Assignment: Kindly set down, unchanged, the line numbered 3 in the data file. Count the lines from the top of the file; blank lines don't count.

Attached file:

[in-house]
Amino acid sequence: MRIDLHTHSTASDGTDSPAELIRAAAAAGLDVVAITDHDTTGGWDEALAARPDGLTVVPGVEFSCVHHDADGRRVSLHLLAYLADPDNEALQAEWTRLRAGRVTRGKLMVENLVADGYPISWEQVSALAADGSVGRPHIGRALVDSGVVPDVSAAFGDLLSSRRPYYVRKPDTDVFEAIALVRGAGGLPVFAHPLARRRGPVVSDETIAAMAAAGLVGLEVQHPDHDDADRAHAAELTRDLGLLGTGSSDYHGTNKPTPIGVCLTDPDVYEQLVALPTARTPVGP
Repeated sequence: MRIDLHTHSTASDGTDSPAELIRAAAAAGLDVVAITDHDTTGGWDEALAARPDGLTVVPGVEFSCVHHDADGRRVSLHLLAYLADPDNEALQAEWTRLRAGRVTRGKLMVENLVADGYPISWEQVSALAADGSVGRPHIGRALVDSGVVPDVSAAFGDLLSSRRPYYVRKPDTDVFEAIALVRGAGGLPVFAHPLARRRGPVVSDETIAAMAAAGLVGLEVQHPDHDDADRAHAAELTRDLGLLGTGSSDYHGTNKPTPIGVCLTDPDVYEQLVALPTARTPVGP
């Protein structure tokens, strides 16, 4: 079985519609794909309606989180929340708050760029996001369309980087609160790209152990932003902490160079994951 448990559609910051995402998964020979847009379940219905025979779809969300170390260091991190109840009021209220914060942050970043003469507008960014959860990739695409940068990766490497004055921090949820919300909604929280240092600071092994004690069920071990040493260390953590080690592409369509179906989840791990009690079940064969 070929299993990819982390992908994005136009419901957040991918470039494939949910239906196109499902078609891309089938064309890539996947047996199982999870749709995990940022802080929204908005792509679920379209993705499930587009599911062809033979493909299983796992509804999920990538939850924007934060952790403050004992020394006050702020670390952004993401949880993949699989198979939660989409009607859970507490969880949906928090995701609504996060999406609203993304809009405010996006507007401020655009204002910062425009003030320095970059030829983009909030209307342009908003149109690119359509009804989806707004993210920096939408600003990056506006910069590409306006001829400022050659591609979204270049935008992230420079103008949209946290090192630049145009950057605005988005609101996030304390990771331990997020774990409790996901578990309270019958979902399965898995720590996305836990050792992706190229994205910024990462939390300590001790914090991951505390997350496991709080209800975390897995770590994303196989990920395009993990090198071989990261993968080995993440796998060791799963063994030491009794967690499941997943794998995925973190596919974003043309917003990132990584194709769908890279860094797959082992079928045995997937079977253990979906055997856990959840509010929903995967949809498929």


Repeated sequence: MRIDLHTHSTASDGTDSPAELIRAAAAAGLDVVAITDHDTTGGWDEALAARPDGLTVVPGVEFSCVHHDADGRRVSLHLLAYLADPDNEALQAEWTRLRAGRVTRGKLMVENLVADGYPISWEQVSALAADGSVGRPHIGRALVDSGVVPDVSAAFGDLLSSRRPYYVRKPDTDVFEAIALVRGAGGLPVFAHPLARRRGPVVSDETIAAMAAAGLVGLEVQHPDHDDADRAHAAELTRDLGLLGTGSSDYHGTNKPTPIGVCLTDPDVYEQLVALPTARTPVGP